The predominantly male adolescent subculture that developed as a result of these conditions was to some extent defined in opposition to the elderly forces that circumscribed the subculture’s boundaries. The strict teachers who ran the schools and the bearded gentlemen who controlled the pathways to subsequent professional success were associated with conservative social and artistic values that came to seem increasingly outmoded. Across central Europe in the 1890s, a cry arose for greater creative freedom and for an art more in tune with contemporary concerns. Secession movements in Berlin, Munich, Vienna and elsewhere attempted to wrest control from reactionary art academies by establishing venues wherein innovative artists could display and market their work. The German style of the period, Jugendstil (Youth Style) took its name from the popular Munich periodical Die Jugend (Youth). In Austria, the literary movement Jung Wien (Young Vienna) brought to the fore authors such as the teenage Hugo von Hofmannsthal. Franz Wedekind’s 1891 play Spring’s Awakening set up a central metaphor for his generation. It is surely no coincidence that, seven years later, the Vienna Secession chose to name its journal Ver Sacrum (Sacred Spring). Spring connoted both artistic renewal and the first flowering of youth.
The first flowering of the fin-de-siècle youth movement was filled with hope and yet undercut by pangs of foreboding. The rapid rise of the various Secessions indicates that the member artists were not economic outcasts, and many of them quickly found patronage among the emergent bourgeoisie. Ambivalence to the bourgeois environment that had brought forth and sustained them nevertheless was rampant among the Austrian and German avant-garde. Although Gustav Klimt was Vienna’s foremost society portraitist, he famously derided the efficacy of contemporary medicine, philosophy and jurisprudence in his controversial University paintings. The gloomy view of the human condition that pervades Klimt’s allegories was a primary focus for Edvard Munch, who often used the ambiguity of adolescence to symbolize anxiety. In Munch’s series of paintings and prints of Girls on a Jetty, the subjects congregate on a literal path to nowhere. The fearful, cowering woman-child in his series Puberty is the direct antithesis of the exultant girl in Ferdinand Hodler’s lithograph Spring's Awakening. Yet the Wedekind play from which Hodler took his title is actually a tragedy: the fourteen-year-old heroine dies of an abortion after being seduced and abandoned.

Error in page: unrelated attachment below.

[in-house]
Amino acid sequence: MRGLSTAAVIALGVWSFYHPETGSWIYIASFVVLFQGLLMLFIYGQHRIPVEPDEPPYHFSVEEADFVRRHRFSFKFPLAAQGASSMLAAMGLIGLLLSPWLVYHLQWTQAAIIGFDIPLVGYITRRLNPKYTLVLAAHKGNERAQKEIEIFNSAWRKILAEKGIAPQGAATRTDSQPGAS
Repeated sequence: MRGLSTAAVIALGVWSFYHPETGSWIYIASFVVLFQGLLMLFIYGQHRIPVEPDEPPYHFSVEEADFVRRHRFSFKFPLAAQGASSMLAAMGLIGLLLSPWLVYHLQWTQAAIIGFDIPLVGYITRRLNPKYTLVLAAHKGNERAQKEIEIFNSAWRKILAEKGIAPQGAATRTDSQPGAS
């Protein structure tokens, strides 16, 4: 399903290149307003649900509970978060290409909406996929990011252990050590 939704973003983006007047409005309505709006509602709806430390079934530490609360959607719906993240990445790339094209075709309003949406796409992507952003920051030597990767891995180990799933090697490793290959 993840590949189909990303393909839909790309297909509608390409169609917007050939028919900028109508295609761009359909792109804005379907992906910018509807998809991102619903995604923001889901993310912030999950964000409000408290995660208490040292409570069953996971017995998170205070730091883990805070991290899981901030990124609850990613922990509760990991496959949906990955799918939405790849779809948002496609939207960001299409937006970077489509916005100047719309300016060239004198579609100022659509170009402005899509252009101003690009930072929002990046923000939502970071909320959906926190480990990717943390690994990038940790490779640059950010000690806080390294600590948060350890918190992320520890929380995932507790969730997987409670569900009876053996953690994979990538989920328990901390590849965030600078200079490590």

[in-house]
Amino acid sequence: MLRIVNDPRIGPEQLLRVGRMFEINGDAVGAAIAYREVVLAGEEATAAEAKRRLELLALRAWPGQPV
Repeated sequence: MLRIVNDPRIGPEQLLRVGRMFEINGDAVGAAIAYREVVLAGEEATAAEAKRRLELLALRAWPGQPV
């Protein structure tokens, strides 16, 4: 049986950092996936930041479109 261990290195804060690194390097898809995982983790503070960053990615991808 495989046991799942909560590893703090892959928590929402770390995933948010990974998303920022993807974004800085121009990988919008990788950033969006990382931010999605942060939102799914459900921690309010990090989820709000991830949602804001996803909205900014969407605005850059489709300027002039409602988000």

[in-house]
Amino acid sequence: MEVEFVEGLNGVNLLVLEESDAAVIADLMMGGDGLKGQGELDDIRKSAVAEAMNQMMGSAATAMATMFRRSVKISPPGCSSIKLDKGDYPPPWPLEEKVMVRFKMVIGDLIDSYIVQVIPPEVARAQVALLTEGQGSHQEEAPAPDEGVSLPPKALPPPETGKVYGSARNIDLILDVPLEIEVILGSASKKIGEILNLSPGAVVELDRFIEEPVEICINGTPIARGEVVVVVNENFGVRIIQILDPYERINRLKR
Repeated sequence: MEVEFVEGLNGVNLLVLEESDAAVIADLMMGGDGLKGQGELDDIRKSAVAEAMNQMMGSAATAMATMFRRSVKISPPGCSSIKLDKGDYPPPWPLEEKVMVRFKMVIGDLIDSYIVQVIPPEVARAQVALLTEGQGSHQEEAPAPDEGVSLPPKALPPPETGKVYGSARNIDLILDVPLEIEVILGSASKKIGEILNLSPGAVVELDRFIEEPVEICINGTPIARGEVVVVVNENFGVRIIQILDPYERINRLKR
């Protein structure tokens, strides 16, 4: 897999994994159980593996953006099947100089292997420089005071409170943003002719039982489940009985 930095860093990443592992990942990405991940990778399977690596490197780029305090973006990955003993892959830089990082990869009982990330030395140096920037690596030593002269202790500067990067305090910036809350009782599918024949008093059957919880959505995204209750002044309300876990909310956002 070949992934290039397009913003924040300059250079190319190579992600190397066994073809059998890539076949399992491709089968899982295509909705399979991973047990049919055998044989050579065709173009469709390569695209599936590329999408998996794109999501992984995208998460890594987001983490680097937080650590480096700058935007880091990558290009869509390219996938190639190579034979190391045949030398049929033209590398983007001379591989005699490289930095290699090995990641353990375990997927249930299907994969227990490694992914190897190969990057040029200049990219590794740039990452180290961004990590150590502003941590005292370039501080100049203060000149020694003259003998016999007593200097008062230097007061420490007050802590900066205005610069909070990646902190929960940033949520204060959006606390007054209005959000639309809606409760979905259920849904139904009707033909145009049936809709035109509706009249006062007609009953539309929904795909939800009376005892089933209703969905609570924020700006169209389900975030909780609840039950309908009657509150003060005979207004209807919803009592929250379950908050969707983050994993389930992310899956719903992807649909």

As the Secession movements split into squabbling factions and artists such as Klimt, Hodler and Munch, who had come of age professionally in the 1890s, moved toward their later years, the central-European avant garde entered a new phase. This second flowering would be led by a younger generation, who included the Brücke (Bridge) and Blaue Reiter (Blue Rider) artists in Germany, and in Austria, Schiele and Oskar Kokoschka. More extreme in their stylistic innovations, more vehement in their demand for change and their denunciation of bourgeois values, this Expressionist cohort both critiqued and continued the efforts of their Secessionist predecessors. The Expressionist generation is if anything more firmly associated with the hallmarks of adolescence: oedipal revolt, sexual experimentation, anxiety, narcissistic introspection, role-playing and identity formation.